“You own everything that happened to you. Tell your stories. If people wanted you to write warmly about them, they should have behaved better." -- Anne Lamott
I don't think I can begin to tell you how true this quote is. It's true for me, at least; and it seems to be true for my writing buddies. I wonder, though, if most people who interact with writers think they are immune to the pen.
Every story I've written is full of characters that are based on people I know and interactions I've had with them. "Write what you know," right? Well, I know my best friends, my ex-spouses, my parents, my boss, my "frenemies," junior high bullies, that grouchy lady at the Post Office, and the candid and crazy troupe of folks I have met at festivals and conventions. I know the pain of my recent divorce and the dis-ease that was its herald. I know the impotence of an online fight with a friend, the shock and shame of molestation, and the heart-crushing fear of seeing your child in real pain.
I told my ex-wife (Glaux) recently that I didn't think she was the best candidate to beta-read my main work-in-progress. I know she's eager to see how the story has progressed. I read the first chapter aloud to her just after I wrote it, and that reading evolved into a really steamy moment for us. One of our last steamy moments, actually. Within two months, she left and I filed for divorce. I let the book (To Call Ye Forth, the first in the Witches' Rune series) simmer for a while, and when I picked it up again, I was ready to work through some of the issues that had festered between us before she left. Our break-up isn't a major theme in the book, but it plays a role.
Glaux will undoubtedly have parts (both big and small) in several books, I imagine. One of my back-burnered WIPs (Temple of Beauty) features her in a very loving and compassionate way, while still tackling issues around her bipolar disorder. (In case you're worried, I am not giving away secrets or talking out of turn about her struggle with mental illness. Glaux has long been an advocate for public discussion of all mental illness, as you can see on her blog.) She was a major part of my life for 7 years, and I have feelings both bright and dark related to her and my interactions with her.
"Well, that's understandable," you may say. "You were married."
Yes, true. But it isn't only my interactions with my family and closest friends that are mine to share. Stray interactions with strangers are mine, too. So are random things people say or do at a party. Yeah, you were drunk. No, you weren't talking to me. But you know what? You said that thing right out loud and in public. I heard it. It made me laugh (or made me squirm). It's mine now.
I have a couple of friends right now who are angry with me for posting a snippet of writing on my facebook page. I removed the names and all the identifying features -- so well, in fact that one of the main participants didn't recognize herself in the story. It wasn't until someone else (her partner -- and the only person I confirmed any identities to) said, "Oh, yeah. That was you," that she knew. Once she knew, she went supernova.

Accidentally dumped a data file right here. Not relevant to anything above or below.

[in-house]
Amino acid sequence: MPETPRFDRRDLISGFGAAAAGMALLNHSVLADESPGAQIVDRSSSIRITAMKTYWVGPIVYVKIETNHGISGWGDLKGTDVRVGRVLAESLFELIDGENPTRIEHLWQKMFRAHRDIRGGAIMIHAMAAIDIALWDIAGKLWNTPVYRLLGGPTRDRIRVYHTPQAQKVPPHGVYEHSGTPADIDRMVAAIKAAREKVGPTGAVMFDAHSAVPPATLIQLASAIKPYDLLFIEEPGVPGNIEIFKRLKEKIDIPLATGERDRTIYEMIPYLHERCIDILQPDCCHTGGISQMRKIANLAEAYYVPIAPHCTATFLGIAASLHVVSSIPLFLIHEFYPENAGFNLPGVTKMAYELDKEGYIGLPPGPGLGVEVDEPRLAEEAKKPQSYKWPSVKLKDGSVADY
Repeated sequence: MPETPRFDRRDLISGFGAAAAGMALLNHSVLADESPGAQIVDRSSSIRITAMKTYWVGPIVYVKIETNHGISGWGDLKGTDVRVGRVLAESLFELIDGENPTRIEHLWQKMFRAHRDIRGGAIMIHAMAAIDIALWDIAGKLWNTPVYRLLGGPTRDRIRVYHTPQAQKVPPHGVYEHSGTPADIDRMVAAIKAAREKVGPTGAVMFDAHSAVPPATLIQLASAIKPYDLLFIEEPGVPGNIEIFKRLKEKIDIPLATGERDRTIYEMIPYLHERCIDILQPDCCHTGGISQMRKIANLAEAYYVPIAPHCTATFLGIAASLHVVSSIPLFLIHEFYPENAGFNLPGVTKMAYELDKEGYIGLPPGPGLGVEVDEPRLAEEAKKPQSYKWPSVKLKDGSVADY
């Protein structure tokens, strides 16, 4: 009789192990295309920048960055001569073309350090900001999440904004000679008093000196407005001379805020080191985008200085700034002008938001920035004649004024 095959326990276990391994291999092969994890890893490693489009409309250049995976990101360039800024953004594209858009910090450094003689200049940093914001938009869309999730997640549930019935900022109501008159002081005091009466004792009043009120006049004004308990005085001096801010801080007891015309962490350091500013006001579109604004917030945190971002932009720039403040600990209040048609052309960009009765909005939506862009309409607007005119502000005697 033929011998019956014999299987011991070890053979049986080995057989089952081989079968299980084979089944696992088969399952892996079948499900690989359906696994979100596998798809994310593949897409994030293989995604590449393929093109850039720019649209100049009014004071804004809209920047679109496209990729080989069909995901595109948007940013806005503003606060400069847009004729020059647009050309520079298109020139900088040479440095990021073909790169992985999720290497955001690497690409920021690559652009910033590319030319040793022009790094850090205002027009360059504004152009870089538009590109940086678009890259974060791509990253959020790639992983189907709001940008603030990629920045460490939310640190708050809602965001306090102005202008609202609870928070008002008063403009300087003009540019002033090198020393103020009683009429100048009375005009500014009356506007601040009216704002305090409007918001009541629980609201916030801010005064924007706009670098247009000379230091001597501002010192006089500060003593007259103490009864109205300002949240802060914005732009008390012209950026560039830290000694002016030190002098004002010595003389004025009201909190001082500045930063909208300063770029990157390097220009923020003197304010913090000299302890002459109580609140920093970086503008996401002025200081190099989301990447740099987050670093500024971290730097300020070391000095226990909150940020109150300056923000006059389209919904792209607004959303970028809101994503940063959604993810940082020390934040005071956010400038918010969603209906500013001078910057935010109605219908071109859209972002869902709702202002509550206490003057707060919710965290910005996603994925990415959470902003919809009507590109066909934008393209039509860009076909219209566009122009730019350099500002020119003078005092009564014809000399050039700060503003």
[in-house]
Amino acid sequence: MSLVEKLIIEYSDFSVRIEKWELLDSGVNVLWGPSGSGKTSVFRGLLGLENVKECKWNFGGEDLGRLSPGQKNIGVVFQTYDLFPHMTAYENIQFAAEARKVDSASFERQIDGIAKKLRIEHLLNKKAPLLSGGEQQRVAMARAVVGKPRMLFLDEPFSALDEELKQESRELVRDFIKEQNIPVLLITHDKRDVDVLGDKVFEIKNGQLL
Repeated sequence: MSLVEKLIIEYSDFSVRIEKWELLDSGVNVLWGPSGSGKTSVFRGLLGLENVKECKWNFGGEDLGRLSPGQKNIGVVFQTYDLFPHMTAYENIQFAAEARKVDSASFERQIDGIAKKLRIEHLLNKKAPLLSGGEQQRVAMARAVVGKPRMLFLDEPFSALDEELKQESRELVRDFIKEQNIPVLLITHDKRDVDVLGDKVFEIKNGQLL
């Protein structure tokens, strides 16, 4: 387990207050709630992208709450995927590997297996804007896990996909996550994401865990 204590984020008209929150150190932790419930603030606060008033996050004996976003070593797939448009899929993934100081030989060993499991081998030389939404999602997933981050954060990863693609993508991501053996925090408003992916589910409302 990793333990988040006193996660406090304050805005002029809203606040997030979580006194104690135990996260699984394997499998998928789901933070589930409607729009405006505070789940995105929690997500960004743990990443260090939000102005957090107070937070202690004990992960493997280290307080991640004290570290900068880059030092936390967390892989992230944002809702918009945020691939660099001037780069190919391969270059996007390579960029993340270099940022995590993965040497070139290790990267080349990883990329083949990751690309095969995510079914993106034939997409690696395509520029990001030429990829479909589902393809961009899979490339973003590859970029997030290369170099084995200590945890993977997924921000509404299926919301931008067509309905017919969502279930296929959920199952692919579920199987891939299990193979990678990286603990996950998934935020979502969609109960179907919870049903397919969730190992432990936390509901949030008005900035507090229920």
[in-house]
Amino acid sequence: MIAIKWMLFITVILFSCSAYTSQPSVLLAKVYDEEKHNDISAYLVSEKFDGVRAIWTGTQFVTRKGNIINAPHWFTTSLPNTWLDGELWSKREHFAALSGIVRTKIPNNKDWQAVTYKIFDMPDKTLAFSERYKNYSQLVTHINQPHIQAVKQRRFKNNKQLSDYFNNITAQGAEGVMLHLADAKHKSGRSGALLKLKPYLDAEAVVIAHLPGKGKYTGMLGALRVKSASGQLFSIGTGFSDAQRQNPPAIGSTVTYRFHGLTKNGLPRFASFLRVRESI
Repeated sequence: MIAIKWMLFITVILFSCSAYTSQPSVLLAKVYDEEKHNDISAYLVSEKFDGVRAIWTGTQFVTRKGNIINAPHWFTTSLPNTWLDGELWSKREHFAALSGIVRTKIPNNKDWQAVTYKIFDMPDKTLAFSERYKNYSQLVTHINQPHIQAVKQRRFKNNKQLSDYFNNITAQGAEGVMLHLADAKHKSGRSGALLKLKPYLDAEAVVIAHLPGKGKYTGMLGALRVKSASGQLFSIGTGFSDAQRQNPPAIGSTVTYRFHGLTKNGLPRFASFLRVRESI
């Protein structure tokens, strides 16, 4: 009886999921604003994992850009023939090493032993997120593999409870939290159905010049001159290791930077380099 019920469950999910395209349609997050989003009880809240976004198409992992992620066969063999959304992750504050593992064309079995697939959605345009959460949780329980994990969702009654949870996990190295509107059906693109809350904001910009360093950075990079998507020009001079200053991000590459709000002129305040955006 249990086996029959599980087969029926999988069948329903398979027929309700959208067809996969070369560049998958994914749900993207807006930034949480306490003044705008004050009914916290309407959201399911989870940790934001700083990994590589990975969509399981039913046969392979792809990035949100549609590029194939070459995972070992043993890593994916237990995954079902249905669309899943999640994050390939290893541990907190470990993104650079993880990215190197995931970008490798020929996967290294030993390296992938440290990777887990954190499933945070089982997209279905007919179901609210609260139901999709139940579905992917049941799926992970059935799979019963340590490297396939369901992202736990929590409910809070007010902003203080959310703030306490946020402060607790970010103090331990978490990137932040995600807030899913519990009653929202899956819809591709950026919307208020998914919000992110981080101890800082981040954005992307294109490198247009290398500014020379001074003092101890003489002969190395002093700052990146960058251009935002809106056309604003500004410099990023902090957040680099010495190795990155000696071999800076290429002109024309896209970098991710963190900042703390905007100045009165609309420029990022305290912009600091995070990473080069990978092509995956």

And why? I have my theories. The main one is that she is ashamed of her behavior. That's ironic to me, actually, because I saw her as the victim in the scene. I didn't think she'd done anything wrong. Wrong had been done to her, from my perspective Then again, I suppose victims have as much right to despise themselves through outside eyes as much as villains do. Indeed, I would go so far as to speculate that victims are as likely to cover up abuse as their abusers are, and for largely the same reason. Shame.
Here's the rub, though. If you hate seeing what you've said or done in print (and especially when nobody could easily guess that YOU were the one who said or did it), then your real issue is NOT with the person who wrote it down. Your real issue is with yourself.
Holding up a mirror to the ugliness and the beauty, the strength and the weakness, the valor and the villainy within a single person -- that's what a writer does. Writing is therapy for me. I use it to poke at the uncomfortable places and to bring light out of the darkness -- or to remind myself that the brightest of lights casts the darkest of shadows.
I won't stop, either.
If I don't include the intimate moments, the private confessions, the secret struggles, then I haven't written anything of substance. Nobody wants to read the story of a hero and her friends who never screw up, always say the polite thing, and don't have regrets. It's how we deal with the mud that shows us whether we can make (or BE) diamonds.
The only protection you get from the pen (not just mine, but every writer's pen) is that I won't use your name, and I will never again confirm or deny who a character is based on. If you don't know, then it doesn't matter.